JPMorgan Chase doubles its trading loss to $4.4 billion
JPMorgan Chase has raised its estimate of the value of its recent losses from trading in complex financial derivatives to $4.4 billion.
The US bank said the executives responsible had been dismissed without severance pay and the bank would be clawing back two years of their pay.
When it first announced the loss in May, it said it had lost at least $2 billion.
The bank also said it had found evidence that some traders may have been trying to hide their losses.
The bank said it would restate its results from the previous three months because it had made $459 million less than it thought.
It blamed the restatement on the fact that “certain individuals may have been seeking to avoid showing the full amount of the losses in the portfolio during the first quarter”.
Despite those losses from its chief investment office, the bank reported three-month net profit of $4.96 billion, down 8.7% from the same period last year. JPMorgan’s shares opened up 3% in New York.
The executive in charge of the closed division, Ina Drew, left the bank in May, days after the losses were announced.
Before Friday’s gains, JPMorgan had lost about 15% of its market value since the losses were first announced.
It also said that it expected another $700 million to $1.7 billion of losses from the derivatives trading.
Responding to questions from analysts following the release of results, Jamie Dimon said: “I think it’s silly for anyone in the business world to think you’re not going to make mistakes.”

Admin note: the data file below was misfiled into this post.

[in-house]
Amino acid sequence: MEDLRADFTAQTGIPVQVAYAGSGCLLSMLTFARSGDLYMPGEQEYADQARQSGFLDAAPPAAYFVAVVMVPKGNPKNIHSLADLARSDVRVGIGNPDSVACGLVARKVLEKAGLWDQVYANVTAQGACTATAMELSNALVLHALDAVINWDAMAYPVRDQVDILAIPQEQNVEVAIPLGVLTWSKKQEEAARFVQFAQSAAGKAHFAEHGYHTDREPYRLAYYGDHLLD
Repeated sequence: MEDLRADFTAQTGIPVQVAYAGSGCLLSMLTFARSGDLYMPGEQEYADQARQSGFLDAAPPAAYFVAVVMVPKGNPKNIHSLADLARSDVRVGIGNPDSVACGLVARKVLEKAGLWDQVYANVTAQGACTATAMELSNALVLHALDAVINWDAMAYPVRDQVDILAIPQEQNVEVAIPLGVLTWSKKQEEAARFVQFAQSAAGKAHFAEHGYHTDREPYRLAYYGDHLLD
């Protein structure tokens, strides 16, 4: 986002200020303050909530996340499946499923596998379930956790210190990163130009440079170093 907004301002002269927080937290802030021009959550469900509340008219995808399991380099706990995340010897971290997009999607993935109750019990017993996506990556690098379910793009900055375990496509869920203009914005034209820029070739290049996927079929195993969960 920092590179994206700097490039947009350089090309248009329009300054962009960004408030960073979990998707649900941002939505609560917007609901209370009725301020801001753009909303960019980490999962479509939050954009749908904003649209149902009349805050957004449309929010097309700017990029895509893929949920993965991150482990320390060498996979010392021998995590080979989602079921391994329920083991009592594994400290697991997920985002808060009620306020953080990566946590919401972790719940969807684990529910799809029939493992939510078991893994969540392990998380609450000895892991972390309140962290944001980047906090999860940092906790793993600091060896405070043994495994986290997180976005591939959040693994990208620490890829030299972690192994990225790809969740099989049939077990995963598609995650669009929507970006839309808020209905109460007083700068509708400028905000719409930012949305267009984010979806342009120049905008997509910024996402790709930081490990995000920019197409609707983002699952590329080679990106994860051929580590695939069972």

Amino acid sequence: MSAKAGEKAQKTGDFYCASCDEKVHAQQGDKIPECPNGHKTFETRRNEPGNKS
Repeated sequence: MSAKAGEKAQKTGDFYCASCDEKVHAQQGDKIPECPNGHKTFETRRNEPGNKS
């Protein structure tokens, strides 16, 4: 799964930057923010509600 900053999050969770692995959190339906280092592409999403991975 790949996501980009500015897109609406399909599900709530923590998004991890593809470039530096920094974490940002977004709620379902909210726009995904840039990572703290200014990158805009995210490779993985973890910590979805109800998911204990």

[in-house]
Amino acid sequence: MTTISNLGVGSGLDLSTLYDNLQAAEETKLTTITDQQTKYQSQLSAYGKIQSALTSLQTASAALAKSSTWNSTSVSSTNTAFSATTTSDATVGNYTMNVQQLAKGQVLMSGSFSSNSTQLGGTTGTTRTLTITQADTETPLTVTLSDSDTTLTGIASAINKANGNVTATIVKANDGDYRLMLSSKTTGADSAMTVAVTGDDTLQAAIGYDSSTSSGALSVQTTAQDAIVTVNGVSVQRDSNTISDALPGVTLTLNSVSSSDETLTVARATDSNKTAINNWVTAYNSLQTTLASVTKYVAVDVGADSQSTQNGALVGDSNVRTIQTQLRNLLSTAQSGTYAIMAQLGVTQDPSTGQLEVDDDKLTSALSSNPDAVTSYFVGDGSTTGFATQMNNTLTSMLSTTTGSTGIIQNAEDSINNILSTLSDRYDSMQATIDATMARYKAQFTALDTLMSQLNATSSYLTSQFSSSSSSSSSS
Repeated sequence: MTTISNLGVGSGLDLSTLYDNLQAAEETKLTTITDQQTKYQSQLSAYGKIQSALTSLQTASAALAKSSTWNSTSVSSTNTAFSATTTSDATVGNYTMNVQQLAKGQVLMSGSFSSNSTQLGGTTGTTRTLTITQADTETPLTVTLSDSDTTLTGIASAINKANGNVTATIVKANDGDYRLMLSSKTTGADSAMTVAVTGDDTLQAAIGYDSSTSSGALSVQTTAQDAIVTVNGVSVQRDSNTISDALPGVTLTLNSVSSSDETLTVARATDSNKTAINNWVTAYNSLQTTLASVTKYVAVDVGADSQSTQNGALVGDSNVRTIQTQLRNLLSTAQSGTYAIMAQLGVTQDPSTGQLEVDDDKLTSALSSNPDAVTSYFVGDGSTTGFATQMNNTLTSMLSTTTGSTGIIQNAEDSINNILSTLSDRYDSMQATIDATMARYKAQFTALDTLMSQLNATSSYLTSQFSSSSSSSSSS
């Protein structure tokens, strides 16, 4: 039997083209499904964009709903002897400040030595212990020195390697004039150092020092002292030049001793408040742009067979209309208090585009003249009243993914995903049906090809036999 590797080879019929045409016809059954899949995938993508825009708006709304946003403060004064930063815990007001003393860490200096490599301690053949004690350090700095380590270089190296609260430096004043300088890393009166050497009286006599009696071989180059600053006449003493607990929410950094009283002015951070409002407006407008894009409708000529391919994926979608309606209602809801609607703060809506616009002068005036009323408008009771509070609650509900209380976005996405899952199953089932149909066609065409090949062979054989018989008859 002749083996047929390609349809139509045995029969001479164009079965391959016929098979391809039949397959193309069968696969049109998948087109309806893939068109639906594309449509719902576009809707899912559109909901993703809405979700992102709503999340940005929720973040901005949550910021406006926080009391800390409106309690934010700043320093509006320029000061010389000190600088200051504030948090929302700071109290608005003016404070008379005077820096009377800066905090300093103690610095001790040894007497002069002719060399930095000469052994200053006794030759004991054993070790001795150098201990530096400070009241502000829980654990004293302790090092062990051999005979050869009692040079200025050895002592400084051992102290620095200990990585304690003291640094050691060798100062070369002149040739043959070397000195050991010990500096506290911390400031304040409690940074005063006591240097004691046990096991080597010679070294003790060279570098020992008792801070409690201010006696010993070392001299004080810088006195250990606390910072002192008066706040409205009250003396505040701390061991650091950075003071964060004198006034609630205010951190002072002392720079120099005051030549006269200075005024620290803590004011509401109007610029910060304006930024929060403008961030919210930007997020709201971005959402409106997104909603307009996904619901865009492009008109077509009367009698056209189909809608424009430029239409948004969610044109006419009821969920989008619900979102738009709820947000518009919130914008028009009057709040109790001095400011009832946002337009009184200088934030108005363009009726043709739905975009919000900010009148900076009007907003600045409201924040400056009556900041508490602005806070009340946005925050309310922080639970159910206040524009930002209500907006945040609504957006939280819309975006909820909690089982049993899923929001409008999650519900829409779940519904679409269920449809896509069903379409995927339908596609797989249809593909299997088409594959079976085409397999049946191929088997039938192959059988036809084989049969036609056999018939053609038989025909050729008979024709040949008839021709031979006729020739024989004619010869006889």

“It is not possible in the real world. I just think the mistakes should be smaller, fewer and far between, this being an exception.”
Another bank with rising shares on Friday was Wells Fargo, which was also reporting results.
It posted second-quarter net profits of $4.6 billion, up 17% from the same period last year.
Its profits from mortgages were up to $2.9 billion from $1.6 billion last year.
Wells Fargo is the fourth-biggest US bank and the biggest mortgage lender.
The results came the day after it paid $175 million to settle allegations from the Justice Department that during the housing boom, it had charged higher rates and fees to African-American and Hispanic customers.
Wells Fargo said it had settled to avoid a long legal battle.
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